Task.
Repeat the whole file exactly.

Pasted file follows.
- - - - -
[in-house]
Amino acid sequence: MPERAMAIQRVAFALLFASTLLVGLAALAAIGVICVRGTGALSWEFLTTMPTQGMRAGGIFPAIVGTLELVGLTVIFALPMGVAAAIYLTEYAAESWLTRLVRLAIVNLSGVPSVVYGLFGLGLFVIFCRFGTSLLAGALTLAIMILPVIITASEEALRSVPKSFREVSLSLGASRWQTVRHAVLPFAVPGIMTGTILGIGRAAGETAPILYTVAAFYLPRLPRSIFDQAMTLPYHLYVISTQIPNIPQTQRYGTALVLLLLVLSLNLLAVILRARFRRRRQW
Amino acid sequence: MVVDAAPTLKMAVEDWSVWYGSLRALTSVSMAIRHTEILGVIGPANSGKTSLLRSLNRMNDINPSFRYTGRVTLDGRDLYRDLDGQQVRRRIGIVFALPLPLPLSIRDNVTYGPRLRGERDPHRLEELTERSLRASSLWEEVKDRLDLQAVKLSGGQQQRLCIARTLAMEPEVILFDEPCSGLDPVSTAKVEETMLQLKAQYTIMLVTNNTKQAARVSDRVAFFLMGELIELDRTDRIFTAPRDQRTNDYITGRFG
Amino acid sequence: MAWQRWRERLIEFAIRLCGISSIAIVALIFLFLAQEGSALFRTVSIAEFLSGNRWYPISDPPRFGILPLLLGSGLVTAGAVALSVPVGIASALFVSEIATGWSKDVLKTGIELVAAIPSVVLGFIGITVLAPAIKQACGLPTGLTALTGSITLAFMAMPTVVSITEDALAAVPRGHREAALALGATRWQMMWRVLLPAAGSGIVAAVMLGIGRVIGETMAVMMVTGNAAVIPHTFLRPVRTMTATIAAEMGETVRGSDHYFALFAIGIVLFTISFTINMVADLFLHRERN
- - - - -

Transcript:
[in-house]
Amino acid sequence: MPERAMAIQRVAFALLFASTLLVGLAALAAIGVICVRGTGALSWEFLTTMPTQGMRAGGIFPAIVGTLELVGLTVIFALPMGVAAAIYLTEYAAESWLTRLVRLAIVNLSGVPSVVYGLFGLGLFVIFCRFGTSLLAGALTLAIMILPVIITASEEALRSVPKSFREVSLSLGASRWQTVRHAVLPFAVPGIMTGTILGIGRAAGETAPILYTVAAFYLPRLPRSIFDQAMTLPYHLYVISTQIPNIPQTQRYGTALVLLLLVLSLNLLAVILRARFRRRRQW
Amino acid sequence: MVVDAAPTLKMAVEDWSVWYGSLRALTSVSMAIRHTEILGVIGPANSGKTSLLRSLNRMNDINPSFRYTGRVTLDGRDLYRDLDGQQVRRRIGIVFALPLPLPLSIRDNVTYGPRLRGERDPHRLEELTERSLRASSLWEEVKDRLDLQAVKLSGGQQQRLCIARTLAMEPEVILFDEPCSGLDPVSTAKVEETMLQLKAQYTIMLVTNNTKQAARVSDRVAFFLMGELIELDRTDRIFTAPRDQRTNDYITGRFG
Amino acid sequence: MAWQRWRERLIEFAIRLCGISSIAIVALIFLFLAQEGSALFRTVSIAEFLSGNRWYPISDPPRFGILPLLLGSGLVTAGAVALSVPVGIASALFVSEIATGWSKDVLKTGIELVAAIPSVVLGFIGITVLAPAIKQACGLPTGLTALTGSITLAFMAMPTVVSITEDALAAVPRGHREAALALGATRWQMMWRVLLPAAGSGIVAAVMLGIGRVIGETMAVMMVTGNAAVIPHTFLRPVRTMTATIAAEMGETVRGSDHYFALFAIGIVLFTISFTINMVADLFLHRERN